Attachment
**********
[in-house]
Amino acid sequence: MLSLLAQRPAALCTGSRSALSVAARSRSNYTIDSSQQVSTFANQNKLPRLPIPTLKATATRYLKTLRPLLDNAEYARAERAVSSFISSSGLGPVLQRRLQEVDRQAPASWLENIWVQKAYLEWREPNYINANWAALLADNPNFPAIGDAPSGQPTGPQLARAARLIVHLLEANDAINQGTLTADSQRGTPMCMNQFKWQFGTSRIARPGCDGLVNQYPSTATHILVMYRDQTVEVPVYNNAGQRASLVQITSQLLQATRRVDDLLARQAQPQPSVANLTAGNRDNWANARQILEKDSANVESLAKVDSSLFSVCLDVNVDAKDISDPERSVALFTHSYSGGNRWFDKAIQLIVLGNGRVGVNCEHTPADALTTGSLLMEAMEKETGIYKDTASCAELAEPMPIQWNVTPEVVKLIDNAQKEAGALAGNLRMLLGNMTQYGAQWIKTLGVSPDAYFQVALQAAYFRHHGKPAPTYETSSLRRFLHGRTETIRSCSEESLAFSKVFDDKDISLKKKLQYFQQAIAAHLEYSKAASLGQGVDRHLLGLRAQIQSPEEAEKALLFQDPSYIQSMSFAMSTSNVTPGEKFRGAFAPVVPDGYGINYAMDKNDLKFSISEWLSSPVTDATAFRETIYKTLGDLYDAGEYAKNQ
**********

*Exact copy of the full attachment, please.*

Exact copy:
[in-house]
Amino acid sequence: MLSLLAQRPAALCTGSRSALSVAARSRSNYTIDSSQQVSTFANQNKLPRLPIPTLKATATRYLKTLRPLLDNAEYARAERAVSSFISSSGLGPVLQRRLQEVDRQAPASWLENIWVQKAYLEWREPNYINANWAALLADNPNFPAIGDAPSGQPTGPQLARAARLIVHLLEANDAINQGTLTADSQRGTPMCMNQFKWQFGTSRIARPGCDGLVNQYPSTATHILVMYRDQTVEVPVYNNAGQRASLVQITSQLLQATRRVDDLLARQAQPQPSVANLTAGNRDNWANARQILEKDSANVESLAKVDSSLFSVCLDVNVDAKDISDPERSVALFTHSYSGGNRWFDKAIQLIVLGNGRVGVNCEHTPADALTTGSLLMEAMEKETGIYKDTASCAELAEPMPIQWNVTPEVVKLIDNAQKEAGALAGNLRMLLGNMTQYGAQWIKTLGVSPDAYFQVALQAAYFRHHGKPAPTYETSSLRRFLHGRTETIRSCSEESLAFSKVFDDKDISLKKKLQYFQQAIAAHLEYSKAASLGQGVDRHLLGLRAQIQSPEEAEKALLFQDPSYIQSMSFAMSTSNVTPGEKFRGAFAPVVPDGYGINYAMDKNDLKFSISEWLSSPVTDATAFRETIYKTLGDLYDAGEYAKNQ